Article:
FIG. 8 is a fragmentary, perspective view of a resistance device in accordance with the present invention;

FIG. 9 is a perspective view of the rockable exercise apparatus of FIG. 7 from the rear;

FIG. 10 is a perspective view of a rockable exercise apparatus with arm, handle, and pulley features in accordance with an exemplary embodiment of the present invention;

FIG. 11 is a perspective view of the rockable exercise apparatus of FIG. 10 with a leg exercise device in accordance with an exemplary embodiment of the present invention; and

FIG. 12 is an elevational view of the underside of the rockable exercise apparatus of FIG. 7;

FIG. 13 is a perspective view of the underside of the rockable exercise apparatus of FIG. 7.

DETAILED DESCRIPTION

While the specification concludes with claims defining the features of the invention that are regarded as novel, it is believed that the invention will be better understood from a consideration of the following description in conjunction with the drawing figures, in which like reference numerals are carried forward. The figures of the drawings are not drawn to scale.

It is to be understood that the disclosed embodiments are merely exemplary of the invention, which can be embodied in various forms. Therefore, specific structural and functional details disclosed herein are not to be interpreted as limiting, but merely as a basis for the claims and as a representative basis for teaching one skilled in the art to variously employ the present invention in virtually any appropriately detailed structure. Further, the terms and phrases used herein are not intended to be limiting, but rather, to provide an understandable description of the invention.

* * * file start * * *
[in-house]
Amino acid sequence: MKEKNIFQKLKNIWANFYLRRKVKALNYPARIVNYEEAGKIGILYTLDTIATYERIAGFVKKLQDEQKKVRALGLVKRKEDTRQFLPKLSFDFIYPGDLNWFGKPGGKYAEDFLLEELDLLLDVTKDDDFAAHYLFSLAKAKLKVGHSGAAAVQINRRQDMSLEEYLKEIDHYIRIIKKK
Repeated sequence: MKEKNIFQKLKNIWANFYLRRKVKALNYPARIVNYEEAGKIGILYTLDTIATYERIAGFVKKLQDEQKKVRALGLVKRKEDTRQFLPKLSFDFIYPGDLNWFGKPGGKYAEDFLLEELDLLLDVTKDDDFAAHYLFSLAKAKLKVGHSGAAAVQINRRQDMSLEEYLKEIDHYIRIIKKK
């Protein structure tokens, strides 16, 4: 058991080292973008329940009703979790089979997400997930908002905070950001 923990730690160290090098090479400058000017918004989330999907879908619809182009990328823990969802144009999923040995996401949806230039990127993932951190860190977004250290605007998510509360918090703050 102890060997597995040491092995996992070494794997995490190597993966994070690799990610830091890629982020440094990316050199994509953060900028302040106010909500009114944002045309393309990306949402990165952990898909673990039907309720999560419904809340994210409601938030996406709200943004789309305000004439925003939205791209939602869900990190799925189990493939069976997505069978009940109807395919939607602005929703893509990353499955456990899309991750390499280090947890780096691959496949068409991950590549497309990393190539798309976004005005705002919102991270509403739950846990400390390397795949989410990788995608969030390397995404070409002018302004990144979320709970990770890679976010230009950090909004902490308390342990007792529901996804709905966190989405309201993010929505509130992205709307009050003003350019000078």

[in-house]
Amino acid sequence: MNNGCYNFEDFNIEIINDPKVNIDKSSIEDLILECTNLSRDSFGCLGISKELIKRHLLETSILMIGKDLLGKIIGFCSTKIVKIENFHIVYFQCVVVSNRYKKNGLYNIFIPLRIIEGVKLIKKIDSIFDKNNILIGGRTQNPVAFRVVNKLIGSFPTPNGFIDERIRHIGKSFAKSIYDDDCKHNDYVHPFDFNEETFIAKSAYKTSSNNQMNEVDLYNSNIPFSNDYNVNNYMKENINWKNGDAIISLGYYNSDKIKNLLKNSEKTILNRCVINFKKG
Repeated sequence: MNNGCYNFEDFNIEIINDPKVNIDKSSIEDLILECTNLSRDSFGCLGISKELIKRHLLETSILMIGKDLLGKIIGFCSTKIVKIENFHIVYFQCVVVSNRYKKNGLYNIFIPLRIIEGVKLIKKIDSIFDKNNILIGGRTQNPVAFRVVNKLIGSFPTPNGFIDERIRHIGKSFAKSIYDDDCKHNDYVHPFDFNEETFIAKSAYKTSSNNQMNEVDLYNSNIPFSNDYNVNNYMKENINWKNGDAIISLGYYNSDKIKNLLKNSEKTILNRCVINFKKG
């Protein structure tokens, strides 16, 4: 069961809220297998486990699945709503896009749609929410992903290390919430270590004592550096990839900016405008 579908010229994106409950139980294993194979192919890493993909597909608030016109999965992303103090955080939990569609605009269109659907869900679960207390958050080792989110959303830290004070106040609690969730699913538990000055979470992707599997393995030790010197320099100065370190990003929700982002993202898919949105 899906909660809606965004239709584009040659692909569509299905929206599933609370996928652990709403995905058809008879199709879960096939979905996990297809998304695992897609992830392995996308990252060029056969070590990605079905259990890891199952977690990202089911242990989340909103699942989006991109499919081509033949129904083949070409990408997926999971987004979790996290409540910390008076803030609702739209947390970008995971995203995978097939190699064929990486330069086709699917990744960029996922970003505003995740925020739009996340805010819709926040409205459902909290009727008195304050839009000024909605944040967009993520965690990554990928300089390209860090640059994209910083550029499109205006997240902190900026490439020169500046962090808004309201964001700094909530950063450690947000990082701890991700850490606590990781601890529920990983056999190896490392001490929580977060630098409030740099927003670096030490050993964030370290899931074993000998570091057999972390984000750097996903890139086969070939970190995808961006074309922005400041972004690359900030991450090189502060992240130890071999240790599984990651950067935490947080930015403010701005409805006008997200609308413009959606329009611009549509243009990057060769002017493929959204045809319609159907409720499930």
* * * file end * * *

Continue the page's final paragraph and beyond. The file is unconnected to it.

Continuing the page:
Before the present invention is disclosed and described, it is to be understood that the terminology used herein is for the purpose of describing particular embodiments only and is not intended to be limiting. The terms “a” or “an,” as used herein, are defined as one or more than one. The term “plurality,” as used herein, is defined as two or more than two. The term “another,” as used herein, is defined as at least a second or more. The terms “including” and/or “having,” as used herein, are defined as comprising (i.e., open language). The term “coupled,” as used herein, is defined as connected, although not necessarily directly, and not necessarily mechanically. As used herein, the term “about” or “approximately” applies to all numeric values, whether or not explicitly indicated. These terms generally refer to a range of numbers that one of skill in the art would consider equivalent to the recited values (i.e., having the same function or result).

The present invention provides a novel rockable exercise apparatus that allows instant adjustment to resistive loads without the need for provision of or movement of device components. The invention can be provided in many embodiments, allowing complexity to span from a unitary device with no moving parts to a complex assembly with adjustable features that provide a plurality of exercises and exercise settings.

Referring now to FIG. 1, one embodiment of the present invention is shown. FIG. 1 illustrates several advantageous features of the present invention, but, as will be described below, the invention can be provided in several shapes, sizes, combinations of features and components, and varying numbers and functions of the components. In this first embodiment of FIG. 1, the presently inventive exercise bench 100 features a substantially planar upper surface 102 that is supported off of the ground by a support structure 104. The upper surface has a first end 106 and a second end 108, opposite the first end 106.